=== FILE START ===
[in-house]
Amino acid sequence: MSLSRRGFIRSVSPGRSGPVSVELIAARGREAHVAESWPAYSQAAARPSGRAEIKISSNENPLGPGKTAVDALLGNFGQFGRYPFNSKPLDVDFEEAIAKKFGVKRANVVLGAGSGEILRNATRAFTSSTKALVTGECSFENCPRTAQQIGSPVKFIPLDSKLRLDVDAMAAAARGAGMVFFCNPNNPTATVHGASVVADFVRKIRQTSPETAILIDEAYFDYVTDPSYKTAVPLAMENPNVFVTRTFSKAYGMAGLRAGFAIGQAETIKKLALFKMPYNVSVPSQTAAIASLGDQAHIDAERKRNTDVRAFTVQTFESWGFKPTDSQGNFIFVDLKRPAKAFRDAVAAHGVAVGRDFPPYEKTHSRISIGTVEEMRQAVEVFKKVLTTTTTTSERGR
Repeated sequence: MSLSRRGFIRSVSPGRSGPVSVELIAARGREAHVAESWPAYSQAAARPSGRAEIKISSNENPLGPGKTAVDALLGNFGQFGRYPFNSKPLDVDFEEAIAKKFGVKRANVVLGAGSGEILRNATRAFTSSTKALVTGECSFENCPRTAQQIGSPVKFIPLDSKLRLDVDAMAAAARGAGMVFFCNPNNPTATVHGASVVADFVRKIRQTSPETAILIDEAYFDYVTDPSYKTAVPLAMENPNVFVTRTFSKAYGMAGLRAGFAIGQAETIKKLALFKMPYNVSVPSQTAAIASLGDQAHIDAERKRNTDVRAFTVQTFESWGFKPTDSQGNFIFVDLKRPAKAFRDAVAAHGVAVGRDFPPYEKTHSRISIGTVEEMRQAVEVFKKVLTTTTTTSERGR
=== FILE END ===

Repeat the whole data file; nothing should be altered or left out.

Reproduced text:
[in-house]
Amino acid sequence: MSLSRRGFIRSVSPGRSGPVSVELIAARGREAHVAESWPAYSQAAARPSGRAEIKISSNENPLGPGKTAVDALLGNFGQFGRYPFNSKPLDVDFEEAIAKKFGVKRANVVLGAGSGEILRNATRAFTSSTKALVTGECSFENCPRTAQQIGSPVKFIPLDSKLRLDVDAMAAAARGAGMVFFCNPNNPTATVHGASVVADFVRKIRQTSPETAILIDEAYFDYVTDPSYKTAVPLAMENPNVFVTRTFSKAYGMAGLRAGFAIGQAETIKKLALFKMPYNVSVPSQTAAIASLGDQAHIDAERKRNTDVRAFTVQTFESWGFKPTDSQGNFIFVDLKRPAKAFRDAVAAHGVAVGRDFPPYEKTHSRISIGTVEEMRQAVEVFKKVLTTTTTTSERGR
Repeated sequence: MSLSRRGFIRSVSPGRSGPVSVELIAARGREAHVAESWPAYSQAAARPSGRAEIKISSNENPLGPGKTAVDALLGNFGQFGRYPFNSKPLDVDFEEAIAKKFGVKRANVVLGAGSGEILRNATRAFTSSTKALVTGECSFENCPRTAQQIGSPVKFIPLDSKLRLDVDAMAAAARGAGMVFFCNPNNPTATVHGASVVADFVRKIRQTSPETAILIDEAYFDYVTDPSYKTAVPLAMENPNVFVTRTFSKAYGMAGLRAGFAIGQAETIKKLALFKMPYNVSVPSQTAAIASLGDQAHIDAERKRNTDVRAFTVQTFESWGFKPTDSQGNFIFVDLKRPAKAFRDAVAAHGVAVGRDFPPYEKTHSRISIGTVEEMRQAVEVFKKVLTTTTTTSERGR